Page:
VA did not conduct background checks of any kind prior to employing over 6,000 new medical personnel according to a recent IG investigation. Additionally, another 10,400 employees, from 2012 to 2016, did not receive their background check in a timely manner.
IG confirmed allegations about the oversight and concluded the background check failure risked putting unqualified or troubled employees in charge of veterans health care. Many employees have worked for years at VA providing health care to veterans without backgrounds checks.
“Due to the lack of governance and oversight of the personnel suitability program, VA cannot reliably attest to the suitability of its largest workforce, exposing veterans and employees to individuals who have not been properly vetted,” the IG said. “Unless controls are implemented and data are improved, VA and the public lack assurance that VHA has a properly investigated workforce appropriate for providing health care to our nation’s veterans.”
Basically, VA again did not follow through with required processes to ensure the safety and quality of health care services it provides through the personnel it hires by failing to conduct background checks.
The office responsible for conducting the background checks was understaffed and not doing its job. VHA also did not do its job by auditing the hiring process. How many laws were likely broken by failing to conduct these due dilligence investigations?
Summary Of OIG Findings
VA did not provide effective governance of the personnel suitability program necessary to ensure that background investigation requirements were met at medical facilities nationwide. Background investigations were required for most medical facility staff, including physicians, nurses, pharmacists, and laboratory technicians. The OIG projected that about 6,200 employees who were working at the facilities did not have a background investigation initiated. The OIG also found that adjudicators had not been reviewing background investigations timely and suitability staff were not maintaining official personnel records as required.
VA could also not independently attest to the status of personnel suitability determinations. HR Smart investigation data were not reliable for reporting on the status of suitability adjudications at VA medical facilities. Fields necessary to track background investigations to conclusion did not exist and other critical data points were incomplete. VA had to rely on data from the Office of Personnel Management’s Personnel Investigations Processing System to monitor the program. The OIG also had to rely on that dataset to analyze personnel suitability actions and determine the status of employee background investigations.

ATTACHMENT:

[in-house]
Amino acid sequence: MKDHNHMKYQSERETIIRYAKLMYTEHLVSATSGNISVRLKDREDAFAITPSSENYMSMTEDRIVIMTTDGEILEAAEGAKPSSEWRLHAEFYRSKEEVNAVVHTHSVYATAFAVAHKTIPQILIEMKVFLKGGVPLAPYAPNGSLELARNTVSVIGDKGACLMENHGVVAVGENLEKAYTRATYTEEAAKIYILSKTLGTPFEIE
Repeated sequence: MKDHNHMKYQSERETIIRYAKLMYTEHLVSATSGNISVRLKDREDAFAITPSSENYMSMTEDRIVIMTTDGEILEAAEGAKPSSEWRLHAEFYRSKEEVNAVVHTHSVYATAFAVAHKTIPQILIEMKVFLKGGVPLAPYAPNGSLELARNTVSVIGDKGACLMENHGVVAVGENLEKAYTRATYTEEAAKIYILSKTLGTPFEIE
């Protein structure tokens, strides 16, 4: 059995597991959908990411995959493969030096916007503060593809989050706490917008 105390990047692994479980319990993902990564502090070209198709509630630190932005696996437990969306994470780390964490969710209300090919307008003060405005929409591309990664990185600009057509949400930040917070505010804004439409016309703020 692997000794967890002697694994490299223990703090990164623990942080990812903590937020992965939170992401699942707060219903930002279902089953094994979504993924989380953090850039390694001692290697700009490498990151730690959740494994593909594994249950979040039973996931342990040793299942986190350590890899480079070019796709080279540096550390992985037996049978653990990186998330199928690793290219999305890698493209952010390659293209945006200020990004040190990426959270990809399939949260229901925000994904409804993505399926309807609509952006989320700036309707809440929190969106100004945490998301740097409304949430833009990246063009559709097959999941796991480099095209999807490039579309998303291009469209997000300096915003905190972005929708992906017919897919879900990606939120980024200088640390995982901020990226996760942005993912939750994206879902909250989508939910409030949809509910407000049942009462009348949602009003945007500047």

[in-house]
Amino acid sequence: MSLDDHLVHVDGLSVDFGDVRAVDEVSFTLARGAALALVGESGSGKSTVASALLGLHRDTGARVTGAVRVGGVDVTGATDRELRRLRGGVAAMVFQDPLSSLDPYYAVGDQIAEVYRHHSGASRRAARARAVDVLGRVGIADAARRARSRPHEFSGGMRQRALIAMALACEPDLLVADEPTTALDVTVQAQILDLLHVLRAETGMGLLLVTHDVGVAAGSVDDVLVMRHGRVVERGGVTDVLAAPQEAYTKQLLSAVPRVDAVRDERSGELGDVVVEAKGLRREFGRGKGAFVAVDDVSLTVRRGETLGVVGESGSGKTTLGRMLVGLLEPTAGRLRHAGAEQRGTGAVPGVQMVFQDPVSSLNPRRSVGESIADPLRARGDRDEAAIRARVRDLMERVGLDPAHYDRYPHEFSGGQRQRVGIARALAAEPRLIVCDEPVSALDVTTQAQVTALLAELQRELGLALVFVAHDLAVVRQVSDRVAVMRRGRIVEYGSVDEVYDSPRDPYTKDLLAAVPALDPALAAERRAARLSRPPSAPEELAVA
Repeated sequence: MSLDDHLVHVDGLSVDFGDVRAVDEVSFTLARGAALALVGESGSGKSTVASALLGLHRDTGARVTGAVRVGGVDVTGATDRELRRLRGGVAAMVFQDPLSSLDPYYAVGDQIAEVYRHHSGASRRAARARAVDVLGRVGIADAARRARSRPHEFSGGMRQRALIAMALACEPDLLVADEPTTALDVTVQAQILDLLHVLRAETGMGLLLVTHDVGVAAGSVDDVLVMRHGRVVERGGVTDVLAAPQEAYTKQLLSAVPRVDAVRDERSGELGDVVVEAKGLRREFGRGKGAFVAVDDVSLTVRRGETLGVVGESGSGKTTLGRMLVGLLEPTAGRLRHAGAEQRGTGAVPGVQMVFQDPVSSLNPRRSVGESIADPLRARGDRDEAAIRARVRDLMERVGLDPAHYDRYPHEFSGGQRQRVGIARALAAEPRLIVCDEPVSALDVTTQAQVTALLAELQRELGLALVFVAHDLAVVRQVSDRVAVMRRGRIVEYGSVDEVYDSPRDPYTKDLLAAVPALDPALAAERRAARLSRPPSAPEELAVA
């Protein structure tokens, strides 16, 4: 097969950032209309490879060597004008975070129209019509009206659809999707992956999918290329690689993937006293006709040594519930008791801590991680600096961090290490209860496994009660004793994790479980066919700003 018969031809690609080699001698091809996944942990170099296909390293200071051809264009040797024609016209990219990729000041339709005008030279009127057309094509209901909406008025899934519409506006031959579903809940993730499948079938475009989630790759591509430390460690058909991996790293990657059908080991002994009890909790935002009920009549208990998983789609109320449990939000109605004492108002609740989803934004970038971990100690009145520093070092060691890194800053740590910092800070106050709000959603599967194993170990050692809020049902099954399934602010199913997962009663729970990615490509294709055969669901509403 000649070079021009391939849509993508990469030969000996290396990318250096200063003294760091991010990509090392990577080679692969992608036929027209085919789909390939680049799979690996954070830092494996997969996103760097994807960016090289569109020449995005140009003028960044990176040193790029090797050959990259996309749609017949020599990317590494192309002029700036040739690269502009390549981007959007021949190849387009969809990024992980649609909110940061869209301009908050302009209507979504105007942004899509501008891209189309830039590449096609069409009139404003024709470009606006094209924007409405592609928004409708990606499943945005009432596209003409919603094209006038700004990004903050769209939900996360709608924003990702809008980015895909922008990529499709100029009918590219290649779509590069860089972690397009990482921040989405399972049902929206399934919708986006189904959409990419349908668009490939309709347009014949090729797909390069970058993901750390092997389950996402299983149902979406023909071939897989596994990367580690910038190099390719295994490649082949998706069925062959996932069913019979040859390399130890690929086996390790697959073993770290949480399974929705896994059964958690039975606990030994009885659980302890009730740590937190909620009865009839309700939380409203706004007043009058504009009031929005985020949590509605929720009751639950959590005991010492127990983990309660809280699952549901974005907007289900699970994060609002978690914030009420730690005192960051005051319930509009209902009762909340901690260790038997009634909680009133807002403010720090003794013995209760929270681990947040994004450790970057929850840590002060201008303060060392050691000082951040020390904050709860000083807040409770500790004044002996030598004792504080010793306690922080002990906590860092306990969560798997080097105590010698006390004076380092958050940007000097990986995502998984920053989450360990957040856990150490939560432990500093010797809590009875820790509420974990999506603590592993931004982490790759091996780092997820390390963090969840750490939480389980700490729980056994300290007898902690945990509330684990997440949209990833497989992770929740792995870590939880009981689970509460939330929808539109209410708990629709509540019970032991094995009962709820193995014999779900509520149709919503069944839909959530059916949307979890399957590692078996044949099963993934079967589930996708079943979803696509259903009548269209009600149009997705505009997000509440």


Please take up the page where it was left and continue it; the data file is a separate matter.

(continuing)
These irregularities were not detected and corrected timely because the Office of Operations, Security, and Preparedness (OSP) did not monitor or ensure compliance with program requirements at VA medical facilities. In addition, OSP’s Personnel Security and Suitability (PSS) Program Management Office, responsible for evaluating compliance with the suitability program requirements, lacked sufficient staff to conduct regular oversight.
Without sufficient staff, the Director of PSS also did not delegate oversight responsibilities to VHA for nearly six years. As such, the personnel suitability program was allowed to operate unmonitored and without assurance that background investigations were properly initiated and adjudicated. VHA’s local implementation of the program was also inadequate to achieve key project objectives. Key internal control requirements, such as quarterly reviews of facility background investigations, were largely absent at VA medical facilities reviewed.
Finally, OSP and VHA did not effectively manage their business processes to ensure that sufficient investigation data were created and maintained in support of program objectives. As a result, VA cannot reliably attest to the suitability of its largest workforce, exposing veterans and employees to individuals who have not been properly vetted. Unless internal controls and data are improved, VA and the public lack assurance that VHA has a workforce suitable for serving our nation’s veterans.
What Will It Take?
Clearly, no amount of money can get VA to do its job and keep veterans safe by following basic hiring requirements. Or, is there a magic dollar amount VA needs to conduct basic background checks for doctors and nurses prior to hiring them?